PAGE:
Tom Brady and Bill Belichick will forever be known as the greatest quarterback-coach combination in NFL history. One half of that equation is now gone, as Brady announced this morning he would be leaving the only franchise he's ever known. The ripple effects of a decision of this magnitude will be countless, and each will be covered in-depth over the coming days, weeks, and months.
Perhaps the most important of those (when it comes to the legacy discussion) is that we will finally be able to answer the question that has been a talking point for the better part of this decade: is Brady or Belichick more responsible for the unprecedented success of the last 20 years?
That discussion is a little bit more complicated in football than in basketball or baseball, and especially so when it comes to the Patriots. Basketball is more of a star-driven sport, and one player can drive a team to a championship if he has the will and means, which slightly lessens the importance of having a good coach. A good manager puts his players in positions to succeed, but not nearly to the level that an NFL head coach does.
And Belichick isn't just any head coach. He's also served as New England's head of personnel throughout his tenure. Not only is he devising both big and small-picture gameplans on a week-to-week basis, he's evaluating potential draft picks, monitoring the trade market, and constantly evaluating the state of his roster. He didn't do it all by himself, of course, but he's the creator, curator, and executor of New England's plan in every possible respect.
He is, though, still just a coach. He does a better job than any individual in NFL history of putting his players in a position to succeed, but the players play the game, as the old adage goes. Which brings us to Brady. Belichick's genius cannot be denied, but it can absolutely be questioned how effective all that genius would have been without the greatest quarterback to play the game executing the gameplan. There have been plenty of years, especially early in the 2010s, where the Patriots might not have even made the playoffs without heroic efforts from Brady, much less made the Super Bowl.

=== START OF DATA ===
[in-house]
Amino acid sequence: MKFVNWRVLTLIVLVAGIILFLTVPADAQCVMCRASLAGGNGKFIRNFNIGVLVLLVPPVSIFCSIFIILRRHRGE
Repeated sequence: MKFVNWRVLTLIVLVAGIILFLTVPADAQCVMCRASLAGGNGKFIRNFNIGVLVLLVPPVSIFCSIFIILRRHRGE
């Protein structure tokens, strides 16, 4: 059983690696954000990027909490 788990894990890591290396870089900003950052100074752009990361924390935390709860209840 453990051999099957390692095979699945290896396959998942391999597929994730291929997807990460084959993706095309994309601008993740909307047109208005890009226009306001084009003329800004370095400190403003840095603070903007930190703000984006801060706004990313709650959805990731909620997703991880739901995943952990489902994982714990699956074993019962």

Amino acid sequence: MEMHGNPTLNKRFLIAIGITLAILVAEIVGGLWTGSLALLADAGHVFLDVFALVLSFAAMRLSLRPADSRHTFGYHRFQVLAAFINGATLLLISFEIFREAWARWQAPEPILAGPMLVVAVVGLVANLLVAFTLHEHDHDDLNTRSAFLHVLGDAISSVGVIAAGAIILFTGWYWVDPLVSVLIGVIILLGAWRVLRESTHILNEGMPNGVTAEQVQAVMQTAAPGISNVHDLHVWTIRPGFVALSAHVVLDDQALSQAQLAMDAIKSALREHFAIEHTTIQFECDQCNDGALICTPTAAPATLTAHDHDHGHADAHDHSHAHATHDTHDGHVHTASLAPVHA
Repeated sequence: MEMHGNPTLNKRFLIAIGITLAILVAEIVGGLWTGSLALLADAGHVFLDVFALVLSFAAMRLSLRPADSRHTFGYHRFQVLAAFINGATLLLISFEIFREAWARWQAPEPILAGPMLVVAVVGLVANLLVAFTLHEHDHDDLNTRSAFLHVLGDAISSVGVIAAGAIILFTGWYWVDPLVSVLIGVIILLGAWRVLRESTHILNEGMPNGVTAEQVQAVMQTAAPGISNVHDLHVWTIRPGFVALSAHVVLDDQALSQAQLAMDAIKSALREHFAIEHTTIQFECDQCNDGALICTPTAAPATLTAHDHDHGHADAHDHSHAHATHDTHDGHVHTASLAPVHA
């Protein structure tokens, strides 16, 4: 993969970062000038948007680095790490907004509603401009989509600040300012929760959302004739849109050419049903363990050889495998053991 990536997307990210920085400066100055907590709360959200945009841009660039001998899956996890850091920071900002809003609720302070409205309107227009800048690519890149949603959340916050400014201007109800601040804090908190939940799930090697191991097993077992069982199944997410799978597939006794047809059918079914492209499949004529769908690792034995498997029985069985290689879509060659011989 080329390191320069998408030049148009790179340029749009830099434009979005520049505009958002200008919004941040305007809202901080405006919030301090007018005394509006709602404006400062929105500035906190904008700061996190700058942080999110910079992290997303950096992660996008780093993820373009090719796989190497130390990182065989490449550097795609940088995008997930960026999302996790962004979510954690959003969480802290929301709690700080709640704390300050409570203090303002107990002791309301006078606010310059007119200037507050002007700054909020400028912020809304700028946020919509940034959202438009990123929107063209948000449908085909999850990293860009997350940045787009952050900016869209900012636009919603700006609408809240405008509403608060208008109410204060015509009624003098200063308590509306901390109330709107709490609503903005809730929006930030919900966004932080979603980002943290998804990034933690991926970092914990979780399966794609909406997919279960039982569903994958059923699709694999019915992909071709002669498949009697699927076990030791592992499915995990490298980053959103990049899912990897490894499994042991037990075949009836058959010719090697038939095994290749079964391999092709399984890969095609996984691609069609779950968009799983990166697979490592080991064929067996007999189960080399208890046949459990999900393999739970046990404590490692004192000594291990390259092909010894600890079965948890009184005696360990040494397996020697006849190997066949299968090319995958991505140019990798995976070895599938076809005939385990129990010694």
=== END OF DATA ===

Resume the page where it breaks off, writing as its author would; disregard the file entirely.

Now we'll finally find out. It won't be as simple as comparing the 2020 records of Brady's new team and the Patriots. Part of what makes this argument so complicated is all of the moving parts that make up a successful football team. Brady could have the best year of his career and still go 9-7 if he ends up on a team with a weak defense or poor injury luck. In a similar vein, Belichick could make mistake after mistake and the Patriots could go 12-4 again if a few plays break right.
But we'll get a better idea of who's more valuable than we ever have. Belichick will have to completely change how he approaches each game on the offensive front, and Brady will be learning a new system for the first time since he was just a sixth-round pick out of Michigan. The one thing we can be sure of is that both men are looking forward to the challenge of succeeding without the other.